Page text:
How Your Genes Make You Fat
Do you think you can’t lose fat because of bad genetics? Well, you may be right. But it’s not as simple as blaming a few genes for your body weight.
In this article we discuss the role of DNA in weight loss. You'll also learn how to deal with bad genetics. There are more options than you suspect. Bad genes can’t prevent you from rocking a solid six-pack.
What Are Genes & How Do They Affect Your Weight?
Genes are the basic physical unit of heredity, subunits of DNA. They store and transfer information across generations. Most genes contain instructions on how to make different proteins molecules.
Proteins can be used as building blocks for structural elements like muscle or bone. Or help create functional elements like enzymes or hormones that govern bodily processes.
In short, genes determine how you look and how you function. Baseline weight and the rate of fat gain are all affected by your DNA.
Which Genes Make You Fat?
Scientists have identified a few genes they suspect may make people susceptible to weight gain. Unfortunately, whether you have or lack a certain “bad” gene can’t explain the obesity epidemic.
This is because:
- there are different variations of the same gene that act in different ways
- people have different copies of the same gene (having 1 vs 2 makes a difference)
- not every gene is expressed (just because you have it doesn’t mean your body is going to read it and produce the protein it codes for)
- genes code for different proteins, but in some case those proteins undergo additional (non-gene-related) changes
Even if you fully express the “wrong” version of a gene, that doesn’t mean a lot. Let’s say you have a genetically high appetite. But you also have naturally high levels of determination. Both qualities may end up canceling each other. You’ll often feel hungry, but have an easy time suppressing cravings.
Only a particularly bad combination of expressed genes is enough to label you as having “fat” genes.
Are DNA Tests Accurate?
The role of every human gene is not well-understood. How genes interact with each other is even more of a mystery.
There are still many gaps in our understanding of DNA. At this period in time, genetic testing is not a reliable tool. It has very few (if any) practical applications for nutrition and training.
Does Fat Run in Your Family?
If most of your family is overweight you may conclude it's a family trait. But this is probably not the case. Chances are your mom and dad express genes similar to 85-90% of the population. At least when it comes to body fat levels.
We humans evolved in a time of food scarcity. Natural selection was marked by periods of starvation. If you were able to conserve energy, you lived. If you couldn’t put on enough fat to survive the harsh winter, you died.
Contrary to popular belief, being “energy efficient” means to put on fat easily. Such people don’t waste energy. Today’s world is mostly populated by this type. Having “fat” genes is not a rare occurrence, it’s the norm.
Unfortunately, adaptations that were useful until recent history are considered a curse nowadays. Food availability pairs all too well with our natural inclination to over-consume. We can’t stop eating and gain too much weight.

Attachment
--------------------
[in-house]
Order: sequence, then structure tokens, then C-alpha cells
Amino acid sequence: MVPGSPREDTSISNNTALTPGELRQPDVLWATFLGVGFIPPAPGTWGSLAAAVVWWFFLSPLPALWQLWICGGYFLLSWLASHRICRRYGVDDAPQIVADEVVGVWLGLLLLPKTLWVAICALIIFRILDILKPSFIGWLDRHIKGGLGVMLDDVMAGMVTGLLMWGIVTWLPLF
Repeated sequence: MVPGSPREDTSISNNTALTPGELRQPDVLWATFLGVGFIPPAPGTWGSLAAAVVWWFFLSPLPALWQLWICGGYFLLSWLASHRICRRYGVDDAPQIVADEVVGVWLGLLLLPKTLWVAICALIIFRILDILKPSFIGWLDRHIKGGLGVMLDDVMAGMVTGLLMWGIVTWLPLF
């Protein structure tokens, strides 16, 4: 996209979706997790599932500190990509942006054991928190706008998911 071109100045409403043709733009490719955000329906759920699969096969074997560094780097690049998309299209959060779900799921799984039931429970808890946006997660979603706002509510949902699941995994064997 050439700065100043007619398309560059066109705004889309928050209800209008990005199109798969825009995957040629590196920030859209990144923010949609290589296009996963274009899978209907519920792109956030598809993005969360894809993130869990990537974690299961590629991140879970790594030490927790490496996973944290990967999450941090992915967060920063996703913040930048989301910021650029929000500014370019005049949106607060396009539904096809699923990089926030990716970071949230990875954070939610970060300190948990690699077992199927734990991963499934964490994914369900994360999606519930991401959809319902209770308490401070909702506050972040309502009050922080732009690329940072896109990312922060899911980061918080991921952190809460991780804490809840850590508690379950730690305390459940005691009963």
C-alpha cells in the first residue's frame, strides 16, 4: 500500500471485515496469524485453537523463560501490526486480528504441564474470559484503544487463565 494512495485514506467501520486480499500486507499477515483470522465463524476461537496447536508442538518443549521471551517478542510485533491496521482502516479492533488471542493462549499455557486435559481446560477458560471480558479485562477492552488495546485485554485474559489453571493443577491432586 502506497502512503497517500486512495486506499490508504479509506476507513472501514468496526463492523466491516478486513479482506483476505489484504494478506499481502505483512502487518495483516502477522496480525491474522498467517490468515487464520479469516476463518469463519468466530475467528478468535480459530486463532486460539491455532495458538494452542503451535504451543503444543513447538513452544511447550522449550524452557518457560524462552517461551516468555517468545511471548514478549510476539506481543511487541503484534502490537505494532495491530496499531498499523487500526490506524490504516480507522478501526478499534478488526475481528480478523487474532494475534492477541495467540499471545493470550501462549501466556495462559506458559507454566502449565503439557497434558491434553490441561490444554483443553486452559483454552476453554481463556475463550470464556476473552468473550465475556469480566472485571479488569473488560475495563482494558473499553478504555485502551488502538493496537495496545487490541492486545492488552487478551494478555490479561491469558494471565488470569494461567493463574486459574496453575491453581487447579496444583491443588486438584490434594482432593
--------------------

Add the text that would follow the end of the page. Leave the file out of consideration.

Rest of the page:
But if we’re all so similar why is there such a big difference between people? Why can some stay lean year round, while others keep gaining pounds every passing year?
Lifestyle vs DNA: Which One Has More Impact on Weight?
Our genetic makeup didn’t change much in recent history. A few hundred (or even thousand) years are not enough to cause notable adaptations. However, we’ve experienced rapid changes in how we’ve been living in the past 30 years.
The current obesity epidemic is mostly a product of lifestyle changes. Though genetic variation also plays a notable role. It determines to what degree are individual people affected. Some are far more susceptible to environmental changes than others.
How to Lose Weight When You Have Extremely Bad Genetics
Think of your genes as a gun. The more prone you are to fat gain, the bigger and more dangerous the gun is. But it’s your lifestyle that pulls the trigger.
A heavy machine gun can do no harm if left untouched. A tiny revolver can cause a lot of damage in the hands of someone with a trigger finger.
Genes put a cap on the pace and extent to which changes occur in response to the environment. This doesn't mean your body can ignore external factors. That's why cultivating healthy habits is especially important if you're prone easy fat gain.
Let’s look at the most common scenarios:
- bad genes in a bad environment – a recipe for disaster
- good genes in a bad environment – eventual weight gain, but at a slower rate and less total fat gained compared to the first scenario
- bad genes in a good environment – some effort will be required to achieve weight loss, but keeping it off shouldn’t be a huge problem
- good genes in a good environment – maintaining a healthy body is almost effortless
Can You Turn Off the Genes that Make You Gain Weight?
As we already mentioned not every gene you carry is going to be expressed. There are people who are genetically predispositioned to be diabetic. But they never develop the disease.
Your environment and lifestyle can affect which genes will be expressed. Exercise and diet have that effect. You may have great genetics for building muscle, but unless start training regularly those genes will stay “dormant”.
People prone to fat gain can prevent some of their bad genes from “waking up”. This can happen by developing healthy dieting habits. An environment that doesn’t support overeating won’t trigger fat gain. Fat gain only happens when there’s an abundance of calories.
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~Niki, Fitness Mastery Coach